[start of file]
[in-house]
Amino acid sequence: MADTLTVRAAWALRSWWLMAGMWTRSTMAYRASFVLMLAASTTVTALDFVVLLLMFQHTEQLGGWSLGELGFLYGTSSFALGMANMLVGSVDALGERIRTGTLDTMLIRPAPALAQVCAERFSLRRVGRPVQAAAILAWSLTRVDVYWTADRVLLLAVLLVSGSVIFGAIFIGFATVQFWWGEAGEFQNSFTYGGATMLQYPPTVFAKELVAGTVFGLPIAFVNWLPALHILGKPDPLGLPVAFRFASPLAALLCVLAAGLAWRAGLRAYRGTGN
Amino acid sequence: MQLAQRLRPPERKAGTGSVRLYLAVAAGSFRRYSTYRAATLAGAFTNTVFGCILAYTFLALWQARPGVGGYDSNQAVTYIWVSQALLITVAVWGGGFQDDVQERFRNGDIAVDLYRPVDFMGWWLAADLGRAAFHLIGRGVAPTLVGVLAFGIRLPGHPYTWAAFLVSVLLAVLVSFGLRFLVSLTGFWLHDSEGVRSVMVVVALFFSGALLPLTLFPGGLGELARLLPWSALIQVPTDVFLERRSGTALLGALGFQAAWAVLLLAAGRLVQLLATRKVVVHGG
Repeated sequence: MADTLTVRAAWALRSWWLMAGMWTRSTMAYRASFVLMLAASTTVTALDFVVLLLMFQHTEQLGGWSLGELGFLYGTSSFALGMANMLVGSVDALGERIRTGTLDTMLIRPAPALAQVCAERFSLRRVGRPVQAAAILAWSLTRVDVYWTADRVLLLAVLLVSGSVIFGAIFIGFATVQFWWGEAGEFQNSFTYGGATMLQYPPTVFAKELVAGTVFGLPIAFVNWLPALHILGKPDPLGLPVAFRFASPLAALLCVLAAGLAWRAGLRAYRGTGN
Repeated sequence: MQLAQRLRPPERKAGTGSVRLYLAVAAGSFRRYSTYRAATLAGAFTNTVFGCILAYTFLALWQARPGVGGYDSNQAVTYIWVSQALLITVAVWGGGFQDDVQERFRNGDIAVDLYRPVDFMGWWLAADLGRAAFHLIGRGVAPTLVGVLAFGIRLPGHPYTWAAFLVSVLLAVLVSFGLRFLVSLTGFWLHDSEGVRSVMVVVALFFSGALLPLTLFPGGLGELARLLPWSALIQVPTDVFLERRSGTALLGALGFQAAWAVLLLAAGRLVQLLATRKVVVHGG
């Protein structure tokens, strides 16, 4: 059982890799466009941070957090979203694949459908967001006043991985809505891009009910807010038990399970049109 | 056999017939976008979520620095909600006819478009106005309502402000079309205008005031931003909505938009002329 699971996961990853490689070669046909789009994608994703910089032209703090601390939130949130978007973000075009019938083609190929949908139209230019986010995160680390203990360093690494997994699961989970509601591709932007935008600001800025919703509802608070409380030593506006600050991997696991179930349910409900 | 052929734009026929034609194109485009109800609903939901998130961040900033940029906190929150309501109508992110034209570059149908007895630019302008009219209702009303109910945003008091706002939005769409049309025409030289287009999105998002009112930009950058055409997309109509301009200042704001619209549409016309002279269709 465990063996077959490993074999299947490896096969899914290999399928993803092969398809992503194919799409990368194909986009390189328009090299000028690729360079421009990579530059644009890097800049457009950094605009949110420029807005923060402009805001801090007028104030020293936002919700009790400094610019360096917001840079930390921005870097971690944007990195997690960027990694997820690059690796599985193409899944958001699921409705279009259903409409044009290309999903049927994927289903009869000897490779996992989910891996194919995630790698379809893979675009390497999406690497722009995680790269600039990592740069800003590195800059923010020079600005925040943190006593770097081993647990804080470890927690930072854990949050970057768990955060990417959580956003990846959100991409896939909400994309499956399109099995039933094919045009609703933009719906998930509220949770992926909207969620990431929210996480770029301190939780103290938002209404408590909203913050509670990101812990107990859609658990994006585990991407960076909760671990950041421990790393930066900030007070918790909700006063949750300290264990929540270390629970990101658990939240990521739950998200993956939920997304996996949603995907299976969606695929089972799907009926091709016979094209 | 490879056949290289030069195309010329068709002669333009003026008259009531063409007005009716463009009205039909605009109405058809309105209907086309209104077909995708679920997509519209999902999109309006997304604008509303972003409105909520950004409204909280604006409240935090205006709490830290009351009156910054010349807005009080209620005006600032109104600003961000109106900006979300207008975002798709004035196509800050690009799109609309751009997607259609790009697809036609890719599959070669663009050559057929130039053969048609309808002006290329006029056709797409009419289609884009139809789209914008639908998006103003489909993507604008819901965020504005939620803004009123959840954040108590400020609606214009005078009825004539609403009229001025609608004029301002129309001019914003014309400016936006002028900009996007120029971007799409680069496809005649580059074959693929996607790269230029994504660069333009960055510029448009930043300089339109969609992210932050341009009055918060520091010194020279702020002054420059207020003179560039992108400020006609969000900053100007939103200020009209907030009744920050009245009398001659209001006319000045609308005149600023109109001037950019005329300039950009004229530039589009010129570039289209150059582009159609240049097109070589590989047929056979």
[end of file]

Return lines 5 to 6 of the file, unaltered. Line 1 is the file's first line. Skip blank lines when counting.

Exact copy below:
Repeated sequence: MQLAQRLRPPERKAGTGSVRLYLAVAAGSFRRYSTYRAATLAGAFTNTVFGCILAYTFLALWQARPGVGGYDSNQAVTYIWVSQALLITVAVWGGGFQDDVQERFRNGDIAVDLYRPVDFMGWWLAADLGRAAFHLIGRGVAPTLVGVLAFGIRLPGHPYTWAAFLVSVLLAVLVSFGLRFLVSLTGFWLHDSEGVRSVMVVVALFFSGALLPLTLFPGGLGELARLLPWSALIQVPTDVFLERRSGTALLGALGFQAAWAVLLLAAGRLVQLLATRKVVVHGG
């Protein structure tokens, strides 16, 4: 059982890799466009941070957090979203694949459908967001006043991985809505891009009910807010038990399970049109 | 056999017939976008979520620095909600006819478009106005309502402000079309205008005031931003909505938009002329 699971996961990853490689070669046909789009994608994703910089032209703090601390939130949130978007973000075009019938083609190929949908139209230019986010995160680390203990360093690494997994699961989970509601591709932007935008600001800025919703509802608070409380030593506006600050991997696991179930349910409900 | 052929734009026929034609194109485009109800609903939901998130961040900033940029906190929150309501109508992110034209570059149908007895630019302008009219209702009303109910945003008091706002939005769409049309025409030289287009999105998002009112930009950058055409997309109509301009200042704001619209549409016309002279269709 465990063996077959490993074999299947490896096969899914290999399928993803092969398809992503194919799409990368194909986009390189328009090299000028690729360079421009990579530059644009890097800049457009950094605009949110420029807005923060402009805001801090007028104030020293936002919700009790400094610019360096917001840079930390921005870097971690944007990195997690960027990694997820690059690796599985193409899944958001699921409705279009259903409409044009290309999903049927994927289903009869000897490779996992989910891996194919995630790698379809893979675009390497999406690497722009995680790269600039990592740069800003590195800059923010020079600005925040943190006593770097081993647990804080470890927690930072854990949050970057768990955060990417959580956003990846959100991409896939909400994309499956399109099995039933094919045009609703933009719906998930509220949770992926909207969620990431929210996480770029301190939780103290938002209404408590909203913050509670990101812990107990859609658990994006585990991407960076909760671990950041421990790393930066900030007070918790909700006063949750300290264990929540270390629970990101658990939240990521739950998200993956939920997304996996949603995907299976969606695929089972799907009926091709016979094209 | 490879056949290289030069195309010329068709002669333009003026008259009531063409007005009716463009009205039909605009109405058809309105209907086309209104077909995708679920997509519209999902999109309006997304604008509303972003409105909520950004409204909280604006409240935090205006709490830290009351009156910054010349807005009080209620005006600032109104600003961000109106900006979300207008975002798709004035196509800050690009799109609309751009997607259609790009697809036609890719599959070669663009050559057929130039053969048609309808002006290329006029056709797409009419289609884009139809789209914008639908998006103003489909993507604008819901965020504005939620803004009123959840954040108590400020609606214009005078009825004539609403009229001025609608004029301002129309001019914003014309400016936006002028900009996007120029971007799409680069496809005649580059074959693929996607790269230029994504660069333009960055510029448009930043300089339109969609992210932050341009009055918060520091010194020279702020002054420059207020003179560039992108400020006609969000900053100007939103200020009209907030009744920050009245009398001659209001006319000045609308005149600023109109001037950019005329300039950009004229530039589009010129570039289209150059582009159609240049097109070589590989047929056979």